There is a weekly, 2-hour seminar Thursday morning that covers a variety of topics pertinent to the population seen at the Center. Presenters include Drs. Skoff, Morgan and Caggiano, as well as other NDC staff, clinicians from other departments, and speakers from outside the hospital.
The Neurodevelopmental Clinic also has staff meeting twice a month, also on Thursdays. Usually one of these will be a presentation by an outside speaker. Topics scheduled in recent years include: Neural Basis of Executive Functions in Preschool Children, Transition Services for Individuals with Autism Spectrum Disorders, and Early Predictors of Language and ASD in High Risk Infants. In addition, there is usually a case presentation during one of the monthly staff meetings, and fellows are invited to present a case toward the end of their fellowship year.
There is also usually an informal, one hour meeting most weeks to discuss practical issues, such as administration and scoring of tests, report writing and feedback meetings, and case discussions.
- Clinical experience with children or adolescents and families (e.g., Internship).
- Training and clinical experience with the WISC and intellectual testing.
- Training and clinical experience administering and interpreting projective tests (including the Rorschach) is also preferred for the split testing/clinical fellowships.
Outpatient Mental Health Department
The Outpatient Mental Health Department is comprised of: MassGeneral for Children at North Shore Medical Center, which serves children and their families in the greater North Shore area; an adult outpatient clinic which is also located at NSMC in Salem; and a community-based clinic located on Boston Street in Lynn which serves pediatric through geriatric populations.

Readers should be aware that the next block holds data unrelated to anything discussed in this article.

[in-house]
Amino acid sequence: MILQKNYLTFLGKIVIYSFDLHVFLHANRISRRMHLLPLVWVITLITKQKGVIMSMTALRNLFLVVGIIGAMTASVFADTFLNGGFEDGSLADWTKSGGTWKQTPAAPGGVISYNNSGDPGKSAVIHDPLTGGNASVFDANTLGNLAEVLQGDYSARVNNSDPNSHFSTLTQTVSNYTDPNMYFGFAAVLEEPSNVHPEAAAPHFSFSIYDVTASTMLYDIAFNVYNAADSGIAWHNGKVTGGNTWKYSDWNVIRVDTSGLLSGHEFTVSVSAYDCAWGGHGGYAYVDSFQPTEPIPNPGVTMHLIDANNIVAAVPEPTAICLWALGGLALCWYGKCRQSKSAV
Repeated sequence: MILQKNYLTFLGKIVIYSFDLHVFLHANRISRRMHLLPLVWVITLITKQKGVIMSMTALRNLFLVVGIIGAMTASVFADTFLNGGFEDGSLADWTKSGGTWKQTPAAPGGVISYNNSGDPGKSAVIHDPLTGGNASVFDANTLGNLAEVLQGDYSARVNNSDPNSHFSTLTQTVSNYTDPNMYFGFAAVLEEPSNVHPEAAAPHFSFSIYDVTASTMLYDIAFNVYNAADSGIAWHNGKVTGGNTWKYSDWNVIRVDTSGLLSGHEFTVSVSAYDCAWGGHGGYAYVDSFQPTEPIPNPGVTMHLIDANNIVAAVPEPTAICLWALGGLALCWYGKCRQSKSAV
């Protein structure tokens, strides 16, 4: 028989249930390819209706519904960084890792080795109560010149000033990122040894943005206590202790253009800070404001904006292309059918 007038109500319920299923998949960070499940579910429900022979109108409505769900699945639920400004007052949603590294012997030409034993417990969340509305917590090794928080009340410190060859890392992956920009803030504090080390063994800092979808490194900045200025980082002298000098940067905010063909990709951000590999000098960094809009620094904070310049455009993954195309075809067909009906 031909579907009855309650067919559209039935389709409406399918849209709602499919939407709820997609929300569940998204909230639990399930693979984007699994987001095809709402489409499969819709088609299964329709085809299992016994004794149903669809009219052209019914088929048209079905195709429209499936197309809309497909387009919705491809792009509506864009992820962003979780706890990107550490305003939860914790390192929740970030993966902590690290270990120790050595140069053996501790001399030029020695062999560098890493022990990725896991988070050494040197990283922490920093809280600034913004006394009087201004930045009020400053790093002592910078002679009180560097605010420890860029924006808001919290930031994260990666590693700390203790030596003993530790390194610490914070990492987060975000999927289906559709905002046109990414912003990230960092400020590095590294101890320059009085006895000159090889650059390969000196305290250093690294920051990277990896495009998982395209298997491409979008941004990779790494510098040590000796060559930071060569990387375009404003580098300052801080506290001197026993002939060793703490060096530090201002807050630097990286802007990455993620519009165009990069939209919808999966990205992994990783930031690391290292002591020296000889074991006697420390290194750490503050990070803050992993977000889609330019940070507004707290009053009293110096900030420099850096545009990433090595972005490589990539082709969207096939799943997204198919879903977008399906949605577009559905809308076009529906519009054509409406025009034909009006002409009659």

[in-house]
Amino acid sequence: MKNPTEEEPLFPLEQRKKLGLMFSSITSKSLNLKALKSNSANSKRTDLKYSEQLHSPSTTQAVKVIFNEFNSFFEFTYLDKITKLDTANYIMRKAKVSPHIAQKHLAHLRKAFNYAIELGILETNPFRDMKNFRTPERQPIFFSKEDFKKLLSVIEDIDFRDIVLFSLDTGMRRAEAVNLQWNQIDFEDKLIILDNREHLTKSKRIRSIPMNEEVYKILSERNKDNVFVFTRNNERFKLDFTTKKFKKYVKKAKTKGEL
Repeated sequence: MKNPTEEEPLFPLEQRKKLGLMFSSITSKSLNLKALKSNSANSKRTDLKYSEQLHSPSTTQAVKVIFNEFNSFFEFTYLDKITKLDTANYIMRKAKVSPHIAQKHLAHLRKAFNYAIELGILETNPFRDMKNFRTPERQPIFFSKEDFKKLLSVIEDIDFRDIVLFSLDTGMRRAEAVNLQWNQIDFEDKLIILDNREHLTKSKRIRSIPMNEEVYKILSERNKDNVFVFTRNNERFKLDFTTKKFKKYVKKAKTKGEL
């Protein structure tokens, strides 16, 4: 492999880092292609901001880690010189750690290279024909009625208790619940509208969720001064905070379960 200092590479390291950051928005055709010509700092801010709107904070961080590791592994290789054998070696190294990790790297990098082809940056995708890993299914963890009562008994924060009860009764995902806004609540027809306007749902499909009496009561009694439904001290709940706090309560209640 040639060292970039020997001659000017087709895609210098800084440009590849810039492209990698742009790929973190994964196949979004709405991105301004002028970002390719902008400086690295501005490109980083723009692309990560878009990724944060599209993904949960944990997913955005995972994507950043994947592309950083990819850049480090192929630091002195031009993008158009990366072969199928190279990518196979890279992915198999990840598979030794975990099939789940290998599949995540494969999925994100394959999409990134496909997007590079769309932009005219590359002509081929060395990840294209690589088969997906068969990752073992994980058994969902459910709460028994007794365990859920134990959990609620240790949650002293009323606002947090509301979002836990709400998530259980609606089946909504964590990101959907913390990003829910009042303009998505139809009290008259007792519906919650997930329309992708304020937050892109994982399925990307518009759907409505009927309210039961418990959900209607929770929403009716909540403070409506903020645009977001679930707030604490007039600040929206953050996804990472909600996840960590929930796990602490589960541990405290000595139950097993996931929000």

Post-doctoral students will be required to meet specific training commitments to facilitate their learning objectives and to ensure the high level of care associated with hospital-based level of care. Each post-doctoral fellow will be assigned a supervisor, with whom they will meet for individual supervision one hour each week. Fellows will also have an opportunity to supervise a Master’s level clinician and receive didactic and clinical support around clinical supervision issues.
Post-doctoral fellows will be expected to carry the equivalent of 10-12 cases per week for a 20-hour internship, which will be built up over a two-month orientation period. Weekly schedules of patient contact must be kept by the student and turned in weekly to both the billing office and to their individual supervisors, who will use these to track licensure credit time.
Students may have the opportunity to co-facilitate at least 1 therapy group during their training. These will be co-led with a senior staff clinician and focus upon skills based training groups, behaviorally focused groups, and therapy groups focused on specific needs (e.g., children of divorced parents).
Meetings and Training Opportunities
ll students are required to attend specific meetings to enhance their training experience within the program and to add to the depth of their exposure of various disciplines and treatment interventions. Students are expected to attend all meetings unless otherwise directed by their immediate individual supervisor.
One dedicated team meeting per week (hospital only)
- There are three teams: Preschool (children 5 years, 11 months or younger),Behavioral Medicine (children with a referral issue associated with a medical condition such as migraine headaches, diabetes, etc.), and General (children from the ages of 5 years, 11 months through 18 with a variety of presenting issues)